In 2016, the STEM Translational Communication Center partnered with HealthStreet, a community-engaged program of the CTSI, to create community forums that focused on cancer clinical studies. Each forum centered on a specific type of cancer, lung, colorectal and breast, and included a panel of experts such as a research coordinator, breast cancer survivor and oncologist.
The panel discussed the benefits to participating in clinical studies, the impact it has on furthering cancer research as well as real-life testimonials from clinical study participants.
Topics discussed amongst the panel and community member questions revealed that there is a lot of work to be done in presenting clinical study information to the general public.
You can watch one of the forums here.
Importance of Clinical Study Education
Participation in cancer clinical trials is critical to advancing patient care. Yet, the decision to participate can be difficult for patients and caregivers. Individuals affected by cancer are increasingly turning to the Internet to locate information about the disease and treatment options.
A simple Google search for cancer information can yield hundreds and thousands of results. There are certainly benefits to this widespread availability, but with evidence supporting that cancer decision-making is emotion-driven, it was important to the STCC to discover how individuals seek information and make decisions about treatment.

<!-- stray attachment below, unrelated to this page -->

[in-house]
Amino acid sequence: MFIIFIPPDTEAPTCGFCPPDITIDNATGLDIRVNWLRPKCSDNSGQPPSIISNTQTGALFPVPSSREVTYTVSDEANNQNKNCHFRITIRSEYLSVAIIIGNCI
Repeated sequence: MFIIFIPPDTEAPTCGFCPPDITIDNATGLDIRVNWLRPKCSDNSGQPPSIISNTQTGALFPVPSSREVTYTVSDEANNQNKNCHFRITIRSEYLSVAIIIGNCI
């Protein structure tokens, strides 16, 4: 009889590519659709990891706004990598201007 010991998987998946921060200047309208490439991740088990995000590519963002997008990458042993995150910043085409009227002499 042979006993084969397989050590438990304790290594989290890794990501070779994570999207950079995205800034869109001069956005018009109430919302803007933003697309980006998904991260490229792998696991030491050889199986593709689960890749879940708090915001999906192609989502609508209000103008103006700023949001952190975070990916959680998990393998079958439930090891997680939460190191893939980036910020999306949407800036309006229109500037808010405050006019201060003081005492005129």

Message tailoring – the practice of designing messages at the individual level is one way to increase intentions to engage in cancer-related behaviors, such as participating in clinical studies. Previous research demonstrated that treatment decisions are not exclusive to the patient, but often involve the caregiver as well. In this study, we examined if priming patients and caregivers to perceive that web-based materials about cancer had been tailored to their preferences influenced emotion surrounding cancer treatment and cancer decision-making.
Patients (n = 105) and caregivers (n = 105) were asked to provide insight on a website created for cancer patients to help them make better decisions about treatment. Prior to viewing the website, participants answered questions about their website preferences (e.g., “Do you prefer webpages with downloadable resources?”). Patients and caregivers were randomly assigned to one of two message conditions. Participants in the Perceived Tailoring Condition (PTC) were instructed to view a personalized website whereas those in the Non-Tailored Comparison (NTC) were instructed to view a website. Participants completed a post-test survey with measures assessing perceptions of tailoring, emotions surrounding CCTs, and intentions to seek information about CCTs and participate in a treatment registry.
In other words, participants who perceived the web-based materials had been tailored to their preferences experienced stronger positive emotions about CCTs and were significantly more to express an intention to seek cancer information and to enroll in a cancer treatment registry. Our results advance theoretical knowledge regarding the underlying mechanisms of tailoring and have implications for developing web-based materials about cancer and designing cancer treatment interventions.